Jagdish Bhagwati is a true believer in the righteousness of international trade, and in this pro-globalization work, he takes a tone of nearly evangelical fervor. This tactic is likely to please those who agree with him, but it’s unlikely to win over sceptics. Bhagwati makes no attempt to hide his disdain for the patchouli-scented protesters who disagree with him, and he spends much of this book serving up their flimsiest arguments and then knocking them down. Of course, he also offers plenty of persuasive points, such as a review of research showing that multinationals that set up shop in poor nations pay more than their workers would receive from other employers. At his worst, Bhagwati makes the reptilian argument that mothers who leave behind their children for jobs in rich countries are simply making a logical choice, never mind the wrenching emotions that accompany such a move. At his best, he advocates for a safety net in poor nations and for a kinder, gentler form of globalization. getAbstract recommends this book to readers seeking an in-depth study of the pro-globalization mind-set.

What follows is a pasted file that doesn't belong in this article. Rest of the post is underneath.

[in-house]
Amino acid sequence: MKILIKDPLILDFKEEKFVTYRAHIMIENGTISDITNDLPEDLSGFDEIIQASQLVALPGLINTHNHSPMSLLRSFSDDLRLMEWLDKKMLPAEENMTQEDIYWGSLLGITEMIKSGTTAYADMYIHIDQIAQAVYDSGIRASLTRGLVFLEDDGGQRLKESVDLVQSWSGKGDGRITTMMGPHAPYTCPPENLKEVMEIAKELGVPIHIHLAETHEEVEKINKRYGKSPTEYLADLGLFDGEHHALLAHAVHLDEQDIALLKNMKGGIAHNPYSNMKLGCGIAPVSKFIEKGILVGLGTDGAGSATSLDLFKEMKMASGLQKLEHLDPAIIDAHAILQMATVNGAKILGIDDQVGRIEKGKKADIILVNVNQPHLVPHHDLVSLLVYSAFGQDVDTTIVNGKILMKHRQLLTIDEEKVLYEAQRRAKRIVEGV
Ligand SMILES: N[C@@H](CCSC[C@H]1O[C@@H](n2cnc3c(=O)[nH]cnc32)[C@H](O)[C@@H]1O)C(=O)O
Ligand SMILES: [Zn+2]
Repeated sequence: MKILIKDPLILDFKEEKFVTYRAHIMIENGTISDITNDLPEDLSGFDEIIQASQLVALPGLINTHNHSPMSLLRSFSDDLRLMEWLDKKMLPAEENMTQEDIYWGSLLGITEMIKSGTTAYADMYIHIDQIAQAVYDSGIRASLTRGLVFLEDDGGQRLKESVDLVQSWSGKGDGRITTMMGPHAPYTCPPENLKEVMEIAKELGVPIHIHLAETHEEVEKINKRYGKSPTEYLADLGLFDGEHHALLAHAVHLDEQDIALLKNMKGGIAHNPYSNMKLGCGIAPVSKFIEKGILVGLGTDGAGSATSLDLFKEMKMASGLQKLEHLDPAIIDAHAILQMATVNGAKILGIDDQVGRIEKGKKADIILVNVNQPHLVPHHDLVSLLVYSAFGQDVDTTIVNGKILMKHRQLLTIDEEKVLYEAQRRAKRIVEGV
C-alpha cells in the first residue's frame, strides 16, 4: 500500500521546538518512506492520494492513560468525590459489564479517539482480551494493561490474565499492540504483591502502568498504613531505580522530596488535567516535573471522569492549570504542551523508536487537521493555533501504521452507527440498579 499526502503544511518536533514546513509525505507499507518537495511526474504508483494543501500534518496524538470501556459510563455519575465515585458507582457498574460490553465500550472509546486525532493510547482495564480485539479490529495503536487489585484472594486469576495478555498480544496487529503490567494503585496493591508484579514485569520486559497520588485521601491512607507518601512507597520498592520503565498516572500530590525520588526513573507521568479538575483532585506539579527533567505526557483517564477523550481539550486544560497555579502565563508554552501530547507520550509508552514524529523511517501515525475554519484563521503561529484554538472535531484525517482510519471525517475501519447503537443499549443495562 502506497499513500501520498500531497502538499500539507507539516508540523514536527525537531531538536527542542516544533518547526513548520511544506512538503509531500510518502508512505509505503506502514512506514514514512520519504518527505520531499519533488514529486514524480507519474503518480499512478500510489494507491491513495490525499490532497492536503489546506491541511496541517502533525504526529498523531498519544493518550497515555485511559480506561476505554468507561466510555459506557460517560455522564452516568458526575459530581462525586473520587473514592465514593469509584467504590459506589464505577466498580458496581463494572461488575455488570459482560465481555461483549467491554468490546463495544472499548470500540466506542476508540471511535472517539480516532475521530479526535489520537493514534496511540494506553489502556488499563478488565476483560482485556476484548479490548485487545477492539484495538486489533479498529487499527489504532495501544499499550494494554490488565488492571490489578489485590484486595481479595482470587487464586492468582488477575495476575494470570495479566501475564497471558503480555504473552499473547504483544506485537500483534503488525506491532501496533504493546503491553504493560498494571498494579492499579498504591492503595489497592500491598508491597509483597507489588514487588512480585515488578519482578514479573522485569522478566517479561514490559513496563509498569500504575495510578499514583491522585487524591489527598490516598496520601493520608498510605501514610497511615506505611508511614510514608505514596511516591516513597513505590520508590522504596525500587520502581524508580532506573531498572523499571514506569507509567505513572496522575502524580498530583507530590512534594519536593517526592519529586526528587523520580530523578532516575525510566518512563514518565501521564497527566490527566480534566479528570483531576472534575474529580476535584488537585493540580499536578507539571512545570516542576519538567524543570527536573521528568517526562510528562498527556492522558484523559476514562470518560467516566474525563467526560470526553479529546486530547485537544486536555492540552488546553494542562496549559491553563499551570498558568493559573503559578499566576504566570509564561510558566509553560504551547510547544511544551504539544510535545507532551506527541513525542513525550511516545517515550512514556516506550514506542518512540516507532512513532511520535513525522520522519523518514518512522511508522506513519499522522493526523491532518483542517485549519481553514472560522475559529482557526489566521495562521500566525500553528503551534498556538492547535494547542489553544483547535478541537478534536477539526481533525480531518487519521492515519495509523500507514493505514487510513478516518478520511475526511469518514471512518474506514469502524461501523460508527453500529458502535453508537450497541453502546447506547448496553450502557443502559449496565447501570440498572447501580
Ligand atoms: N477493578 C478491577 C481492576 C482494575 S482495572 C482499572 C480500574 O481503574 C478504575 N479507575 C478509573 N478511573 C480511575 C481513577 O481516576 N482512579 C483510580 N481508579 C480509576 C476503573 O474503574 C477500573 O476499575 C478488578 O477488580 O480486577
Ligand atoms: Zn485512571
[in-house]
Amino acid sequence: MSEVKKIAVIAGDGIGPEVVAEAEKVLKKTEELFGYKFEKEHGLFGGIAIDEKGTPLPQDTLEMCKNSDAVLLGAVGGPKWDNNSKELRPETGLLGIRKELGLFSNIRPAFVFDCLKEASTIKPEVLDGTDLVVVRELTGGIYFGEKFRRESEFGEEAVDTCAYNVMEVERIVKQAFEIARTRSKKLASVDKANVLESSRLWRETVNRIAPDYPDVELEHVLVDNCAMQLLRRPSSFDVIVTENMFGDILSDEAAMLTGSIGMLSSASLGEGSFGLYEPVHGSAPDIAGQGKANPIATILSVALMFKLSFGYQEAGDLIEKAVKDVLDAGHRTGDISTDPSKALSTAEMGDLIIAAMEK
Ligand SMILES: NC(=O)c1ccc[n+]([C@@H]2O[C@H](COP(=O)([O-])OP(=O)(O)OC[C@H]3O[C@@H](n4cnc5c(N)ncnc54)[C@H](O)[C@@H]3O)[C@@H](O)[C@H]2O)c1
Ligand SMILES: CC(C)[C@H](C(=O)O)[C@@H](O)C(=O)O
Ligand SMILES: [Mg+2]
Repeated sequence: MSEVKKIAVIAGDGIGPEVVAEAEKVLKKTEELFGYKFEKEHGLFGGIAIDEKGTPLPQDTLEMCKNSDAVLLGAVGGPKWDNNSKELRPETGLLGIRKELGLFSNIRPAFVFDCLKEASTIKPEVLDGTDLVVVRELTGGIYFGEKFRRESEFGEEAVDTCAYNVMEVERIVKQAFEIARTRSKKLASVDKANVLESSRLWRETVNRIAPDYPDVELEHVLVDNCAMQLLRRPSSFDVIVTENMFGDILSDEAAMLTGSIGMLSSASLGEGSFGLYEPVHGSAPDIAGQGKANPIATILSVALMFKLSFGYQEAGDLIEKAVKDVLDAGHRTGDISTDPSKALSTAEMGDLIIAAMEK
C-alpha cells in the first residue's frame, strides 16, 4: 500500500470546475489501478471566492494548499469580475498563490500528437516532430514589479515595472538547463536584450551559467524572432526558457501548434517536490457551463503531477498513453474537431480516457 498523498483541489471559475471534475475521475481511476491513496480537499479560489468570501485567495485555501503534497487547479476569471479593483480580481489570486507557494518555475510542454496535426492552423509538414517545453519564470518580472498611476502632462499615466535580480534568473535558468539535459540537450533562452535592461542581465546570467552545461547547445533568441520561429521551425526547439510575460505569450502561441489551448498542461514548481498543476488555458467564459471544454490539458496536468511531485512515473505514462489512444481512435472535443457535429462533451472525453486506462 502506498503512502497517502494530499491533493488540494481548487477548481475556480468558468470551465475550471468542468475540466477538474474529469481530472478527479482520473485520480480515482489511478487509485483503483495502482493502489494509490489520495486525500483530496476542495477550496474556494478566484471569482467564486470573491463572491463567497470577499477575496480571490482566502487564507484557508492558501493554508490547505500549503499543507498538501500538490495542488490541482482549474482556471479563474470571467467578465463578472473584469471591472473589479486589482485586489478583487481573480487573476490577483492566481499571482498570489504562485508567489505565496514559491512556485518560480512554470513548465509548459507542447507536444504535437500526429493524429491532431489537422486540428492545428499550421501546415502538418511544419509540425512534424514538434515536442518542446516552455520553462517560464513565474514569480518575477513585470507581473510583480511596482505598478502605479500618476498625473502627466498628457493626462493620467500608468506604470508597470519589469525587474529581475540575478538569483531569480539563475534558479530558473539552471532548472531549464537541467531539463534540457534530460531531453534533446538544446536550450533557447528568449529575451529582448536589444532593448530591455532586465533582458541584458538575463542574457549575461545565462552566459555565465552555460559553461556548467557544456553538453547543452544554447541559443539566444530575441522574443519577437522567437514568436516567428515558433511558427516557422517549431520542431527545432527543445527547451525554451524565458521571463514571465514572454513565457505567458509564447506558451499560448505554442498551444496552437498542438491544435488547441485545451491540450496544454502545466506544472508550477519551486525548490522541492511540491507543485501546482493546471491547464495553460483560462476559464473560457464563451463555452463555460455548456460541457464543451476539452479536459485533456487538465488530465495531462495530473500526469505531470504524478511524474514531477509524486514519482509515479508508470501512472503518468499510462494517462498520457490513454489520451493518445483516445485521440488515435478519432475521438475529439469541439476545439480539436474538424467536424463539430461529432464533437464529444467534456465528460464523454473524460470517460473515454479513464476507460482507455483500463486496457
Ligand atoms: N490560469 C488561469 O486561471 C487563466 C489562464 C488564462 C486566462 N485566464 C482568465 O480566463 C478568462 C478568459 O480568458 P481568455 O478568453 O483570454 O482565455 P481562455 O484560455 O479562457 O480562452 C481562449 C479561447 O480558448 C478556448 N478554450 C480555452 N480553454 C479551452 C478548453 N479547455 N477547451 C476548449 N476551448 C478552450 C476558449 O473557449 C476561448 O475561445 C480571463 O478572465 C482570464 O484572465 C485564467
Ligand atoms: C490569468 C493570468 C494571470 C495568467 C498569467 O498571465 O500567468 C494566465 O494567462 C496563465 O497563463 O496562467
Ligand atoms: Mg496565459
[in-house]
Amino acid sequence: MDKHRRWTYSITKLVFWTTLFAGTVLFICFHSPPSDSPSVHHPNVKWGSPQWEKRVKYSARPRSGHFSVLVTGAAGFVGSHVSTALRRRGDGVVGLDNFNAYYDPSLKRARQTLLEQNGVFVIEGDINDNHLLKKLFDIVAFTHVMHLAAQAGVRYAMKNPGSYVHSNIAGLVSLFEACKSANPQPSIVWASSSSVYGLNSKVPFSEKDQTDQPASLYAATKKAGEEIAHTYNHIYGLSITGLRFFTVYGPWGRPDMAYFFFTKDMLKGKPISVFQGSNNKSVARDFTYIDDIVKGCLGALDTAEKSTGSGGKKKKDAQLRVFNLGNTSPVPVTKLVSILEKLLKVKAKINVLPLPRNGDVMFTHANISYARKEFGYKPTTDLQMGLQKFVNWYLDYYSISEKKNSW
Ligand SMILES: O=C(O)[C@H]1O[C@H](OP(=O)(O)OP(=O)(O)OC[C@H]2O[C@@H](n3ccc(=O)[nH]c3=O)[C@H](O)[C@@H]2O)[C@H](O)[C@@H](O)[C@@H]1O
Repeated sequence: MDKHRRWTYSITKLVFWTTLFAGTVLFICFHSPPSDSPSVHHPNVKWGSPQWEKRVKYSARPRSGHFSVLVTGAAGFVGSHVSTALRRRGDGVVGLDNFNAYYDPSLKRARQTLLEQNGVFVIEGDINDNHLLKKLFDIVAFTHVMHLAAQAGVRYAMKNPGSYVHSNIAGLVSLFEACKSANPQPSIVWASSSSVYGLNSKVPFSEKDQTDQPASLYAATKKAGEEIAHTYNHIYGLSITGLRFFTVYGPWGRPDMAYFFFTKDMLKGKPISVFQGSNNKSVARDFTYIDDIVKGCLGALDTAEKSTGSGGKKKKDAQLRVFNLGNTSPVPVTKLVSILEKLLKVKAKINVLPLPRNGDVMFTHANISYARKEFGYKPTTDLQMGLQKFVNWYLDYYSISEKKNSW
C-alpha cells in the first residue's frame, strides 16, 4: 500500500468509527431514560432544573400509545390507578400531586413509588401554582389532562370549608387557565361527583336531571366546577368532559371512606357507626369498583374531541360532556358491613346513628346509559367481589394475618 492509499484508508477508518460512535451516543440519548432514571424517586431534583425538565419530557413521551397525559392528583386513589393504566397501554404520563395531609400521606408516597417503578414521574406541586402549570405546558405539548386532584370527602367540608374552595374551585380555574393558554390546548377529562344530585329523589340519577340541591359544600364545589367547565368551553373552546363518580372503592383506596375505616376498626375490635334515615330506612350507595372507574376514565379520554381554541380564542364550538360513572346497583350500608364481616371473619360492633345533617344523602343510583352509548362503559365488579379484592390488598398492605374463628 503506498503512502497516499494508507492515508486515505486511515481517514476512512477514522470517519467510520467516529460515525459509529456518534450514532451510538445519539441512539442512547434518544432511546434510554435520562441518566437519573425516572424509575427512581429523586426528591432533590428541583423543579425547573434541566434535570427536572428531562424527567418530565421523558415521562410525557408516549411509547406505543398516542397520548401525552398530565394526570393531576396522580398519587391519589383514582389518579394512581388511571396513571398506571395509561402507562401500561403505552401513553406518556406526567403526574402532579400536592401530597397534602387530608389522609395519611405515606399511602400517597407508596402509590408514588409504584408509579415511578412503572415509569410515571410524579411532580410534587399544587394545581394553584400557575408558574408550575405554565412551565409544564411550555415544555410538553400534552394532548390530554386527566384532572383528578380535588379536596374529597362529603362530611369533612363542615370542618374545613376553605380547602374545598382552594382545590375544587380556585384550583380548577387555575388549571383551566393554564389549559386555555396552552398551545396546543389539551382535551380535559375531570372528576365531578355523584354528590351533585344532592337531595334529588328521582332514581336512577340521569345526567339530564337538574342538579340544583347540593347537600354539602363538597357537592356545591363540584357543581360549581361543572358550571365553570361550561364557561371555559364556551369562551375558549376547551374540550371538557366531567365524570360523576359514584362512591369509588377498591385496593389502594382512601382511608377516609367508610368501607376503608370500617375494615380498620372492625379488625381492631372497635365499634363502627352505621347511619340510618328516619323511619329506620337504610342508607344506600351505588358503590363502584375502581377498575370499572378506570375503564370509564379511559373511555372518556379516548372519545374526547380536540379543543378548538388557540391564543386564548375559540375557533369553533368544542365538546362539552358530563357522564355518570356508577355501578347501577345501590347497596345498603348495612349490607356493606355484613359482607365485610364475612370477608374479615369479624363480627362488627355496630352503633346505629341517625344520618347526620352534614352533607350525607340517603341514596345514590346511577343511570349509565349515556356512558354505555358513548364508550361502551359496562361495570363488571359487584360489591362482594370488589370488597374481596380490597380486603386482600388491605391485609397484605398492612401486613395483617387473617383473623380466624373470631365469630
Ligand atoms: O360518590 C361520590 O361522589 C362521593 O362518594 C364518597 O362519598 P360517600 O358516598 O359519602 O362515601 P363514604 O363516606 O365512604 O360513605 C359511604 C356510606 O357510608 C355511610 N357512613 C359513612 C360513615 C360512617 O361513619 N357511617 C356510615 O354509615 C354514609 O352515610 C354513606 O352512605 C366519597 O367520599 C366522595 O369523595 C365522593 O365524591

About the Author
Jagdish Bhagwati is a professor at Columbia University and a senior fellow in international economics at the Council on Foreign Relations.